Proverbs 1:2-4 To know wisdom and instruction, to understand words of insight, to receive instruction in wise dealing, in righteousness, justice, and equity; to give prudence to the simple, knowledge and discretion to the youth— ESV translation
Solomon begins his collection of Proverbs with its purpose as stated in the verses above. Summed up, they speak of three areas:
When folks still milked cows* by hand, they normally used a three-legged stool. This stool was stable but allowed for quick movement to avoid Bessie’s manure-encrusted tail or a flying hoof.
Proverbs’ three areas—knowledge, wisdom, and discernment—are like the milk stool. A solid foundation that allows flexibility and adjustment.
Here are a summaries on each of the areas:
Knowledge is intellectual information gathered from life’s experiences: reading, observing, listening. One of life’s joys and responsibilities is to be a lifetime gatherer of knowledge. Always learning with an eager “learner’s lean.”
Wisdom is the insight we receive from God. It comes primarily from His word, His created world, those he has placed in our lives, and many other sources. The list is endless but the source (God) is unchanging.
Wisdom is what Proverbs is most concerned with. In much of the book, the writer contrasts wisdom with “foolishness.” Proverbs 26 is the “fool’s hall of fame (or shame).”
Finally discernment is plain old common sense. Of course, “common sense is not common.”
I’ve always wondered if it’s a natural skill or can be developed. I know this: some folks have a good dose of it, and others of us are in need of more.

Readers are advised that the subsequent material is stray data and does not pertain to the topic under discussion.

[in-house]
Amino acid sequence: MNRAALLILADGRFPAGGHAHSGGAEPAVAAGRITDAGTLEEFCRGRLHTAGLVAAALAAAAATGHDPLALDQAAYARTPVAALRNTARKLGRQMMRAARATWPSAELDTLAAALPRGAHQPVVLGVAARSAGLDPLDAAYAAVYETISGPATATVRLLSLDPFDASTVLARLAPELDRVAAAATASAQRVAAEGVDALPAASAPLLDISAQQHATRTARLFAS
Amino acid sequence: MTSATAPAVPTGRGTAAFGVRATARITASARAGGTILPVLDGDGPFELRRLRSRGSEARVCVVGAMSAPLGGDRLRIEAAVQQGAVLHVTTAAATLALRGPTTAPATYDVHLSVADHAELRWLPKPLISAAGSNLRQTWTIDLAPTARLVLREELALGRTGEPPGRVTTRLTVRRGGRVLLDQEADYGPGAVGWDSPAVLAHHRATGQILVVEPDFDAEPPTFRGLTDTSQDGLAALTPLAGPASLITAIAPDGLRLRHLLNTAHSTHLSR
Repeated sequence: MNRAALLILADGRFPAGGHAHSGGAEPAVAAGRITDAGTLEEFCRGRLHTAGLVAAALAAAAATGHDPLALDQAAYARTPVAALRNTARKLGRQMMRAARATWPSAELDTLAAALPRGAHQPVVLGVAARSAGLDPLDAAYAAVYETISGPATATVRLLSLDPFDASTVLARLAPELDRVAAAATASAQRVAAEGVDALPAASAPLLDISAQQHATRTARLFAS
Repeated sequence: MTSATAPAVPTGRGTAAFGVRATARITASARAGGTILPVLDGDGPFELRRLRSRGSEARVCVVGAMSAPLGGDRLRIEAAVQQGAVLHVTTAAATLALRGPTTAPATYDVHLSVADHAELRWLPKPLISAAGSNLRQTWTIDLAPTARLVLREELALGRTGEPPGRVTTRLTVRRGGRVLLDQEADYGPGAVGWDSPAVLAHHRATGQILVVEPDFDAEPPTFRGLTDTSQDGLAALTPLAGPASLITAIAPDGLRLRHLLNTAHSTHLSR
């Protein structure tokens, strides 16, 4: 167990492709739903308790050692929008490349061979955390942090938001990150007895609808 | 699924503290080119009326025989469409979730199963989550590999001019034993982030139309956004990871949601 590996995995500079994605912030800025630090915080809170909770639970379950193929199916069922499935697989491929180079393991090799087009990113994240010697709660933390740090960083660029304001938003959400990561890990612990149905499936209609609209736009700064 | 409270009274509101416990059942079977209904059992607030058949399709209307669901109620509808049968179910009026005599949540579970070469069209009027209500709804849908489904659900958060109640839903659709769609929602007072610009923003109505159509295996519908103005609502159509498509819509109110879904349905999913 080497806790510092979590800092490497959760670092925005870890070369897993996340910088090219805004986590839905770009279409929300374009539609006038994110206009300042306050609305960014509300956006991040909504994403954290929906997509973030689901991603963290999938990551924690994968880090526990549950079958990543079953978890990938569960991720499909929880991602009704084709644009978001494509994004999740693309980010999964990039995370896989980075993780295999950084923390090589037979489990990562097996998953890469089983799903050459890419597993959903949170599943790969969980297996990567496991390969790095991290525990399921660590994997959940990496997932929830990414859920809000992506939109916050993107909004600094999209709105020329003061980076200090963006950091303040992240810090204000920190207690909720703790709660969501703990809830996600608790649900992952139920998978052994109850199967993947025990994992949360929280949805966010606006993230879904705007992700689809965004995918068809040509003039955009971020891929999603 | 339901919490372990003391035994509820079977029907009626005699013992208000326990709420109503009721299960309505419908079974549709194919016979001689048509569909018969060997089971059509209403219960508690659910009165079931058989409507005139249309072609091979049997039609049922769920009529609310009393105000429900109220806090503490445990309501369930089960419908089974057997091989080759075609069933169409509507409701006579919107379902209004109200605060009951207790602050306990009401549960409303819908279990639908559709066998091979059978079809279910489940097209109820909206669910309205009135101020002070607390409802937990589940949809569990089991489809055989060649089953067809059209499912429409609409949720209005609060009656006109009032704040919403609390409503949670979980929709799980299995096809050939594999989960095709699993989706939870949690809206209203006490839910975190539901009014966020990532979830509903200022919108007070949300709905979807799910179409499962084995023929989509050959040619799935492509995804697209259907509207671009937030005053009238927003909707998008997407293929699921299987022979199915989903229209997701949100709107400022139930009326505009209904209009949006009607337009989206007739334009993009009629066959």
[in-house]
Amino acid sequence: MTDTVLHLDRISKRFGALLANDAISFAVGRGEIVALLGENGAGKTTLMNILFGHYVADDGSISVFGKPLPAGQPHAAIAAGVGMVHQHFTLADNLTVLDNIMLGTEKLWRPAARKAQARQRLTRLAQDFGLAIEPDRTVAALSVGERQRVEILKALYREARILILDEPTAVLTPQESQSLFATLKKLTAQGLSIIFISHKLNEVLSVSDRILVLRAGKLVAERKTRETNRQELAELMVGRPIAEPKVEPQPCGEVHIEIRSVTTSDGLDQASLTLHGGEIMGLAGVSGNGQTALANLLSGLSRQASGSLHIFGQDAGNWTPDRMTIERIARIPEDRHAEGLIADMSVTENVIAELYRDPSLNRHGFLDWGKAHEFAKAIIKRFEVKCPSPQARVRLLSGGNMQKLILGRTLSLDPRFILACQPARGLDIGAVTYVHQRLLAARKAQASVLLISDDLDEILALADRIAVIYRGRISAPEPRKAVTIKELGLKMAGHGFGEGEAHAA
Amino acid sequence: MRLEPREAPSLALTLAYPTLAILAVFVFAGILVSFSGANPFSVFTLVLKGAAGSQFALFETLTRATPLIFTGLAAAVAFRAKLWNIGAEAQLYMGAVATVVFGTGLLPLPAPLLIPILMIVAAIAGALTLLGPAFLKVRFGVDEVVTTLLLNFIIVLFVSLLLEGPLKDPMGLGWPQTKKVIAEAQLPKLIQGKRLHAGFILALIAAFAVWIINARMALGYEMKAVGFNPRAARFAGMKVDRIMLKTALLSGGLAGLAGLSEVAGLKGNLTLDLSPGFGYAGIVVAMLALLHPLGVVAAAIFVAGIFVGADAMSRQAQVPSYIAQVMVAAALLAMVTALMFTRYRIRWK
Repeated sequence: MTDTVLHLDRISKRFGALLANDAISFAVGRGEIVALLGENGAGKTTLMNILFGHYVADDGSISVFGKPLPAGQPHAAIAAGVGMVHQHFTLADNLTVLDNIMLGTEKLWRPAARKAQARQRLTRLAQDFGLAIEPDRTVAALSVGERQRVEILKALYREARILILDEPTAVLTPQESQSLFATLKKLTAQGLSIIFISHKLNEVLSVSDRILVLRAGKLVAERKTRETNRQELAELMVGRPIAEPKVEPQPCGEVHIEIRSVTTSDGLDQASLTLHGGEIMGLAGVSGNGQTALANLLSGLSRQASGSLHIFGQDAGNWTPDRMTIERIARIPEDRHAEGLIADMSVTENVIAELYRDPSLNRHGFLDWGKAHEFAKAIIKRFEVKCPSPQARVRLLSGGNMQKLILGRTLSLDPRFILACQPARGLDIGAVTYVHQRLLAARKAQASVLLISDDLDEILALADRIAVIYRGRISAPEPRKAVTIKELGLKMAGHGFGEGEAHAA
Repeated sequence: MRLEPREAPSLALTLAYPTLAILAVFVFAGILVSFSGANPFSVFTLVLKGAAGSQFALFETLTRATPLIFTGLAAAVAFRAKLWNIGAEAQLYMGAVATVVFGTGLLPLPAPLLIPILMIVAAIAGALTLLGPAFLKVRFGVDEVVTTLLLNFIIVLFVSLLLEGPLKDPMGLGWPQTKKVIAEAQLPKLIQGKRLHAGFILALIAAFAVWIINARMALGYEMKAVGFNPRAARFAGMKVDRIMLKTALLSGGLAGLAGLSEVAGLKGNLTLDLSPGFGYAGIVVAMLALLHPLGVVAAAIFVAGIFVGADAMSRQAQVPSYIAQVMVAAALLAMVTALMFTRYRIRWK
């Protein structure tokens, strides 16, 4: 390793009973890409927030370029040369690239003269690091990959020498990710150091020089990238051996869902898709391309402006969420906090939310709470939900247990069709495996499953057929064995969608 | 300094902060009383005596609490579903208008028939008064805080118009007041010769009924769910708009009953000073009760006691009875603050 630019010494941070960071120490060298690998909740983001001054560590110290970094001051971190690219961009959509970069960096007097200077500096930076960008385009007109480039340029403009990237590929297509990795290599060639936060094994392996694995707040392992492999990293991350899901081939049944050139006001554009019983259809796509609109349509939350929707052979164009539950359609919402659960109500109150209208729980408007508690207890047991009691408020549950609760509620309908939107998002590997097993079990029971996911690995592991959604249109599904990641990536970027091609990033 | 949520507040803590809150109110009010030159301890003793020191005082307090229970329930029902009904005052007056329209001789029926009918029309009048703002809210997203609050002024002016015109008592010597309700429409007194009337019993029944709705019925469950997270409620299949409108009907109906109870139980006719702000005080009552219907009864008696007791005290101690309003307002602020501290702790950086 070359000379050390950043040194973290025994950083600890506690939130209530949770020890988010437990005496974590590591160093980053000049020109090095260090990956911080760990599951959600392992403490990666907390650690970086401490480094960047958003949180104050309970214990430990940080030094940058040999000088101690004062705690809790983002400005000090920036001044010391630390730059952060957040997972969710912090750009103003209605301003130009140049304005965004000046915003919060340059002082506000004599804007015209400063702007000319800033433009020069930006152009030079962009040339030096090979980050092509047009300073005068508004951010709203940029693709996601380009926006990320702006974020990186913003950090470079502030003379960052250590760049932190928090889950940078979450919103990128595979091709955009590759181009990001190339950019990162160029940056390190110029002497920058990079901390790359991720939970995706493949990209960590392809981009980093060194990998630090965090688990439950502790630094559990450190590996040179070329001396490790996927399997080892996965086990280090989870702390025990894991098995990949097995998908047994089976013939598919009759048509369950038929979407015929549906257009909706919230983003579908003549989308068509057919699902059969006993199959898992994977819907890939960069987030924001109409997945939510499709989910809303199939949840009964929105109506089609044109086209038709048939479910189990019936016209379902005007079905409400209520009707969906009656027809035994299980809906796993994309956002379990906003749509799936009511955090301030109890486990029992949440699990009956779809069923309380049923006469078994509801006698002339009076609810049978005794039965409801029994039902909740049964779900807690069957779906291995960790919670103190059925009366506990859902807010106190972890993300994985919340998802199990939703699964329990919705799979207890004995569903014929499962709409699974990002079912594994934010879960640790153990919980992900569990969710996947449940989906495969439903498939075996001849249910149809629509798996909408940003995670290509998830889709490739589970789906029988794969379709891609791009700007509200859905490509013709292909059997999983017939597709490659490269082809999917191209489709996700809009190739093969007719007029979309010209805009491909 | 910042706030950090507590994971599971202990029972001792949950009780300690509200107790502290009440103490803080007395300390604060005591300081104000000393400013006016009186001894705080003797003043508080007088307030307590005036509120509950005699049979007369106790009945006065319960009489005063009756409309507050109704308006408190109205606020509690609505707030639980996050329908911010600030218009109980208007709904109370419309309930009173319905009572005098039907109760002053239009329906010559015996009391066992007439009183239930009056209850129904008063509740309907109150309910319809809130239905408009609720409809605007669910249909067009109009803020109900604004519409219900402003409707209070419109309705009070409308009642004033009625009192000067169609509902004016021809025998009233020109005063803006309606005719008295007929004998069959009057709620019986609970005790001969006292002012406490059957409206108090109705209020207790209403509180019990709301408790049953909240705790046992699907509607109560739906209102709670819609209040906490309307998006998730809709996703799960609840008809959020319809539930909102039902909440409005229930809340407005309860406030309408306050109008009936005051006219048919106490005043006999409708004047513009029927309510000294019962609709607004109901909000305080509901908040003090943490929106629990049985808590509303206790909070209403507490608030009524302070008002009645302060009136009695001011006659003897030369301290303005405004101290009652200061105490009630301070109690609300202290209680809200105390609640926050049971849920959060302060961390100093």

As the old saw says, “When they were giving out sense, he heard the call for ‘brain’ and thought they said ‘rain’ and ran for the woods.”
Proverbs is chock-full of all three types mentioned above. Join us this month as we read a chapter per day beginning with today’s chapter 1.
God wants you to have knowledge, wisdom, and discernment. This is stated clearly in James 1:5: “If any of you lacks wisdom, he should ask God…”
He wants you to be wise, not foolish.
And that’s no April Fool’s Joke.
*Below is an excerpt from my current manuscript, A Spent Bullet. It’s set during the 1941 La. Army Maneuvers: It takes place in a barn where brothers Ben and Jimmy Earl are milking.
He (the soldier) peered around Jimmy Earl who was squirting milk into a dented bucket. “What in the world are you doing?”
Swinging his body around on the small three-legged milking stool, Jimmy Earl said, “What’s it look like I’m doing? I’m milking a cow.”
The soldier, scrunching his nose up like something was dead, said, “I’ve always heard that’s how it’s done, but I’d never seen it until now.”
Ben had quit milking ol’ Bess to study the soldier. He realized the soldier wasn’t kidding, and he asked, “Where are you from?”
“New York City—the Bronx. It’s where the Yankees play.”
Ben was puzzled. “Y’all don’t get your milk from cows up there?”
“Sure, we do, but it comes from a dairy.”
“Well, this is where it starts.” In one motion, Jimmy Earl expertly aimed a teat at Jasper the barn cat, directing a stream of warm milk into its mouth. He followed this with his left forearm shielding his face from the cow’s manure-encrusted tail.